Mom loved her Dad more than anyone in the world, and it hurt that his last thought leveraged ill against well-intentioned meatloaf, which by the way was the finest meatloaf in the world. Another sad November passed in 1978, when Dad died three days before Mom’s 47th birthday.
While I couldn’t change a pattern of past misfortunes, I felt compelled to make Mom’s 48th birthday as good as possible. It was her first real birthday without Dad. I decided to make Mom the best dinner I possibly could.
I began in September saving my lunch money, but being prone to Catholic guilt I confessed to Mom that I wasn’t using it for lunch. “I don’t care what you want to use it for, Honey,” Mom replied. “If you rather save it to spend at Beatlefest, I don’t mind.” I did save some for Beatlefest, but also I set the intention on Mom’s birthday dinner. It was a secret.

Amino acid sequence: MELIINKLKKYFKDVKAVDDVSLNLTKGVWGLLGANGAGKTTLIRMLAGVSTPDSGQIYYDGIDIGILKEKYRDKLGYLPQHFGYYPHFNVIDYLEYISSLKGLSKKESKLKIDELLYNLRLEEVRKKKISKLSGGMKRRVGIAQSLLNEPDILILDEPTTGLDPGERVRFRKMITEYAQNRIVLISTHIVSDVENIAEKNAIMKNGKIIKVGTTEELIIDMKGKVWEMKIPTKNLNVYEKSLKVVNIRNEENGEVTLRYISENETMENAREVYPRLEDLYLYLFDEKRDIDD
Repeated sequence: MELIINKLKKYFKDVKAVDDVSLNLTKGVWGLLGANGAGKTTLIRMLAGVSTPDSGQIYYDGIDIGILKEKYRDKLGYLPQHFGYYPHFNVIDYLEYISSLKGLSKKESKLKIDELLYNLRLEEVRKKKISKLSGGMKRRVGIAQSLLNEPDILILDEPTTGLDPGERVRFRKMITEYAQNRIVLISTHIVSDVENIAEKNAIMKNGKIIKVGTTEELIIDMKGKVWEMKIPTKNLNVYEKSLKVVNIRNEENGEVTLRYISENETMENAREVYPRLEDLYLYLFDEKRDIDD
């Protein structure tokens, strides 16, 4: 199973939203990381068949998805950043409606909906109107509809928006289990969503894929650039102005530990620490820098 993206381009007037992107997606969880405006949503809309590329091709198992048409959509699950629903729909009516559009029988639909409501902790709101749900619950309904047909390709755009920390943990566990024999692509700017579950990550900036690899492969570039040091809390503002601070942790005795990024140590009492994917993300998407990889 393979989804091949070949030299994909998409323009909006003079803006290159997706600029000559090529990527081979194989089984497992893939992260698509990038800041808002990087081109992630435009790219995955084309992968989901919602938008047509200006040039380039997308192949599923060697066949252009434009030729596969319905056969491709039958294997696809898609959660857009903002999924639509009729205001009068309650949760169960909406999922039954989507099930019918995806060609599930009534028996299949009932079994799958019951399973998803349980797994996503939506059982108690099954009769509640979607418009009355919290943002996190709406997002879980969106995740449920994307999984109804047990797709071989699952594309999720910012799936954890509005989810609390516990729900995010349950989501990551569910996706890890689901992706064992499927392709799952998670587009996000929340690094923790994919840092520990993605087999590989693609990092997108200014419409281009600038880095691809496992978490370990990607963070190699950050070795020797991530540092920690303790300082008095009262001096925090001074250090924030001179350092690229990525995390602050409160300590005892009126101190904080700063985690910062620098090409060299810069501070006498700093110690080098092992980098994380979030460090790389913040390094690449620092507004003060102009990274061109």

The plan unfolded. Step one: Grandma B calls Mrs Taylor and explains I am sick and can’t come into school. Step two: at 13, I can’t drive, so I walk the mile to Vons grocery store to get everything I need. Step three: make the cake. Step four: assemble the chicken dish, which seems vaguely Italian. Step five: frost the cake. Step six: give the house a once-over. Step seven: surprise Mom when she walks in from work.
It went perfectly. Thrilled and surprised, Mom remarked over and over how happy she was. “This dinner is so wonderful,” Mom was pleased. The house was clean, dinner made, and everything lovely.
“What…. recipe did you use?” Mom asked.
“Let me show you!” I beamed, proud as can be.
“Mmmm… oh, yes,” Mom smiled, putting her arm around me. “You are such a little cook. Now you changed the recipe a little bit here, am I right?”